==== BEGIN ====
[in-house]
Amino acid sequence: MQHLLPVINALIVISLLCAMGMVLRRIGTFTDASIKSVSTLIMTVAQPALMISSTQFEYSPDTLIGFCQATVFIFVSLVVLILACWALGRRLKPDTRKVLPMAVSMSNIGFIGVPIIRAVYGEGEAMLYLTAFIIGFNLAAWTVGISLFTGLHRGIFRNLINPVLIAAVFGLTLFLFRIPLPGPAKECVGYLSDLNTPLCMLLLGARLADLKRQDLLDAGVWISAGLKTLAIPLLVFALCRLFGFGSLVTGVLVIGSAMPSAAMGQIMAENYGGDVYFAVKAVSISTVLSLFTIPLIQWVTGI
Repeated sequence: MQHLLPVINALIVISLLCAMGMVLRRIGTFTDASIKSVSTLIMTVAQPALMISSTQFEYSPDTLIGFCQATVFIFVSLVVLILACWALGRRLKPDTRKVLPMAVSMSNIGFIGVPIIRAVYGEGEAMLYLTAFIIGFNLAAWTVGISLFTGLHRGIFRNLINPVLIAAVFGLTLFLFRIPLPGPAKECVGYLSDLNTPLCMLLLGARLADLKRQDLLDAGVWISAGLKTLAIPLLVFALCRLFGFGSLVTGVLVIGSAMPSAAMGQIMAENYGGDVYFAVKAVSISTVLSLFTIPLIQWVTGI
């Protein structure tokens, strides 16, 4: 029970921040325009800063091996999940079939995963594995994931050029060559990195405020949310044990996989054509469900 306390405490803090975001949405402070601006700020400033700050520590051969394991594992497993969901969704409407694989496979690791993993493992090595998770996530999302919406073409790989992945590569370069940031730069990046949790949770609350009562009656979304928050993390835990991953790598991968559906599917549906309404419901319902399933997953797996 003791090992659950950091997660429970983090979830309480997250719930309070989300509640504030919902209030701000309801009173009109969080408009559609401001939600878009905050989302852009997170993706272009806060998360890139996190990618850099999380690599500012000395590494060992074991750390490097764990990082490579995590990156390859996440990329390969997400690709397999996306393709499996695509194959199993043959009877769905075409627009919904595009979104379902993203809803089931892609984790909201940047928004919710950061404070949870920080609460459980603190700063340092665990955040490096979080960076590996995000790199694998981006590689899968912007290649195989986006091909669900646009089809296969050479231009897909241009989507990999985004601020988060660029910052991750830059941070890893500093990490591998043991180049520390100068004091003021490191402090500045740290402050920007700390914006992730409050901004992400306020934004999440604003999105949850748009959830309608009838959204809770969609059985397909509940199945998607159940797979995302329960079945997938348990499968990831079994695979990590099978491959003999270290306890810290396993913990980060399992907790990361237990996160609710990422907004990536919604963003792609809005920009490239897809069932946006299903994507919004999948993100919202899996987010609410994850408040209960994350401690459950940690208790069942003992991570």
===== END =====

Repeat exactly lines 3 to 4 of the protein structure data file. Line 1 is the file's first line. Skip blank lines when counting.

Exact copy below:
Repeated sequence: MQHLLPVINALIVISLLCAMGMVLRRIGTFTDASIKSVSTLIMTVAQPALMISSTQFEYSPDTLIGFCQATVFIFVSLVVLILACWALGRRLKPDTRKVLPMAVSMSNIGFIGVPIIRAVYGEGEAMLYLTAFIIGFNLAAWTVGISLFTGLHRGIFRNLINPVLIAAVFGLTLFLFRIPLPGPAKECVGYLSDLNTPLCMLLLGARLADLKRQDLLDAGVWISAGLKTLAIPLLVFALCRLFGFGSLVTGVLVIGSAMPSAAMGQIMAENYGGDVYFAVKAVSISTVLSLFTIPLIQWVTGI
């Protein structure tokens, strides 16, 4: 029970921040325009800063091996999940079939995963594995994931050029060559990195405020949310044990996989054509469900 306390405490803090975001949405402070601006700020400033700050520590051969394991594992497993969901969704409407694989496979690791993993493992090595998770996530999302919406073409790989992945590569370069940031730069990046949790949770609350009562009656979304928050993390835990991953790598991968559906599917549906309404419901319902399933997953797996 003791090992659950950091997660429970983090979830309480997250719930309070989300509640504030919902209030701000309801009173009109969080408009559609401001939600878009905050989302852009997170993706272009806060998360890139996190990618850099999380690599500012000395590494060992074991750390490097764990990082490579995590990156390859996440990329390969997400690709397999996306393709499996695509194959199993043959009877769905075409627009919904595009979104379902993203809803089931892609984790909201940047928004919710950061404070949870920080609460459980603190700063340092665990955040490096979080960076590996995000790199694998981006590689899968912007290649195989986006091909669900646009089809296969050479231009897909241009989507990999985004601020988060660029910052991750830059941070890893500093990490591998043991180049520390100068004091003021490191402090500045740290402050920007700390914006992730409050901004992400306020934004999440604003999105949850748009959830309608009838959204809770969609059985397909509940199945998607159940797979995302329960079945997938348990499968990831079994695979990590099978491959003999270290306890810290396993913990980060399992907790990361237990996160609710990422907004990536919604963003792609809005920009490239897809069932946006299903994507919004999948993100919202899996987010609410994850408040209960994350401690459950940690208790069942003992991570």